Dragons as friendly creatures is silly. Like turning the savage T-Rex into Barney. :rolleyes: I did like Anne McCaffery’s dragons, though. They could be made into friends, but like the domestic cat, could never really be considered totally tamed. You’re right–dragons should be thought of as dangerous and unpredictable at the best.

If the dragon is a symbol for the demon, befriending them is not a very good idea. But i haven’t read McCaffery. But I get what you’re saying. And I’m so glad to have this discussion!

Well, I don’t think we can use a strict a one-to-one comparison between dragons and demons. The dragon wasn’t an evil symbol to the Chinese. And although we’re told that Satan is like a lion seeking whom he can devour, we love the character of Aslan in the Narnia stories. I don’t like allegorical types all that much. They can be used as archetypes, it’s true, but they can also be too limiting. As Catholics we don’t think sinners are without any redeeming qualities. We don’t paint people black or white. Doing so is rather unChristian at the best and downright dangerous at the worst. True?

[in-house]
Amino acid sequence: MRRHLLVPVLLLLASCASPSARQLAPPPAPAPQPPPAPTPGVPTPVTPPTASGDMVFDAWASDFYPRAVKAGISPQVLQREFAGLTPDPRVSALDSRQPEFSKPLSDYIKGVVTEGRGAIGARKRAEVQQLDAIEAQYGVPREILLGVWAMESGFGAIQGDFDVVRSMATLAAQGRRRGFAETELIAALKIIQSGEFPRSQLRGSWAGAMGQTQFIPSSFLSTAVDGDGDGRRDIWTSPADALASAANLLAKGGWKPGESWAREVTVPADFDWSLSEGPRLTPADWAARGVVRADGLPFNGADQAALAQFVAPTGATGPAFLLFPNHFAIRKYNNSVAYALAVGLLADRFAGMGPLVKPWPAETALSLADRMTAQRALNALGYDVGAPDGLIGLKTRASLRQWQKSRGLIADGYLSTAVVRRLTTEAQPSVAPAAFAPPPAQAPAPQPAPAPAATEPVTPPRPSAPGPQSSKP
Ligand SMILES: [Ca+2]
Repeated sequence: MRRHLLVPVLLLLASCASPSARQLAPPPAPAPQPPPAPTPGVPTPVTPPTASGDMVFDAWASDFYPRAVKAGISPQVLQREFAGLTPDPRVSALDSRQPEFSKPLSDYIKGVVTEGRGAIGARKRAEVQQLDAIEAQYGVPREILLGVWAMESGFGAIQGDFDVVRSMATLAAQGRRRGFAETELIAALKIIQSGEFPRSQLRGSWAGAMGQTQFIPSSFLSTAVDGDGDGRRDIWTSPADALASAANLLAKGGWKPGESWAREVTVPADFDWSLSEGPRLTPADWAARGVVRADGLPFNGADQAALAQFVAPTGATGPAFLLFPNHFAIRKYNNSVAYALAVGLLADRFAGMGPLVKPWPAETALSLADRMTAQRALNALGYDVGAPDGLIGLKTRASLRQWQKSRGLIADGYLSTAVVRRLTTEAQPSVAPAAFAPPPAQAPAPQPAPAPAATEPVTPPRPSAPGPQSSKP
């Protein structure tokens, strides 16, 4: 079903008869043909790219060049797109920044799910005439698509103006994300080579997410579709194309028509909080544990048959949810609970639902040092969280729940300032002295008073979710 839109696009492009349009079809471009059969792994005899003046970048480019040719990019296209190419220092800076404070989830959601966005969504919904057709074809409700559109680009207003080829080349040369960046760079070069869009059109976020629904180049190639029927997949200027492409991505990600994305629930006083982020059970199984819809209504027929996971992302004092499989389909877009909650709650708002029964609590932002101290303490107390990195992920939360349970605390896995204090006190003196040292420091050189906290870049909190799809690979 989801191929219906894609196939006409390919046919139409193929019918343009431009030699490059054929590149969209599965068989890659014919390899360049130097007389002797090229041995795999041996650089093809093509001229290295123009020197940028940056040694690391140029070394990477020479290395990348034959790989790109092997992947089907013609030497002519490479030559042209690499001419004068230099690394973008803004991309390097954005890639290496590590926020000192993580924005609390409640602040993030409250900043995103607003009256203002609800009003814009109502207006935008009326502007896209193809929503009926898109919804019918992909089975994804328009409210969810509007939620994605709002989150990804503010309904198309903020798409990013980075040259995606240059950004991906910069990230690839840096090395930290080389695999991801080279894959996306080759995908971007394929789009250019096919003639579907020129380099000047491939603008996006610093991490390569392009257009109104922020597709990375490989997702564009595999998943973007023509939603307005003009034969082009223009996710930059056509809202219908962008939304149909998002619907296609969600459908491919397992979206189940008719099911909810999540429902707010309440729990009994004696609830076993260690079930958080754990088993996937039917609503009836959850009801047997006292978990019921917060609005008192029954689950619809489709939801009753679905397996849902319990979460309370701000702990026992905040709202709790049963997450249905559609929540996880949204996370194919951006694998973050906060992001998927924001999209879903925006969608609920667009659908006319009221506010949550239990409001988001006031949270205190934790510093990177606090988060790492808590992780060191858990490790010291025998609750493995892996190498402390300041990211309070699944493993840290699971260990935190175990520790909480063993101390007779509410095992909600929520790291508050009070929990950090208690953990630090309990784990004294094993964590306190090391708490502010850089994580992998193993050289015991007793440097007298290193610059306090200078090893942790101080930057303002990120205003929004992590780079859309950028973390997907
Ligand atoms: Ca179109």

I’m enjoying our discussion too. I just wish more people would join in to share their thoughts. :frowning:

Jesus is strong as the lion in the desert. So Lions are not strong symbols for either party.

So - you’re writing something yourself? What is it?

That’s true. :slight_smile:

So - you’re writing something yourself? What is it?

I am writing a sequel (part of a trilogy) to my first published fantasy (I style it mythological) book, “Eagle Moutain”. It’s a Narniaesque story set in a mythical land. The only talking animals are Avians–the reason for that to be explained in the final book.

I also wrote a series of five stories for young children, “The Slipper Saga” for which I have yet to find a publisher.

Also, a devotional work of mine, “The Beautiful Gate Rosary” was published by Our Sunday Visitor, and I’ve written a few articles for a couple of magazines.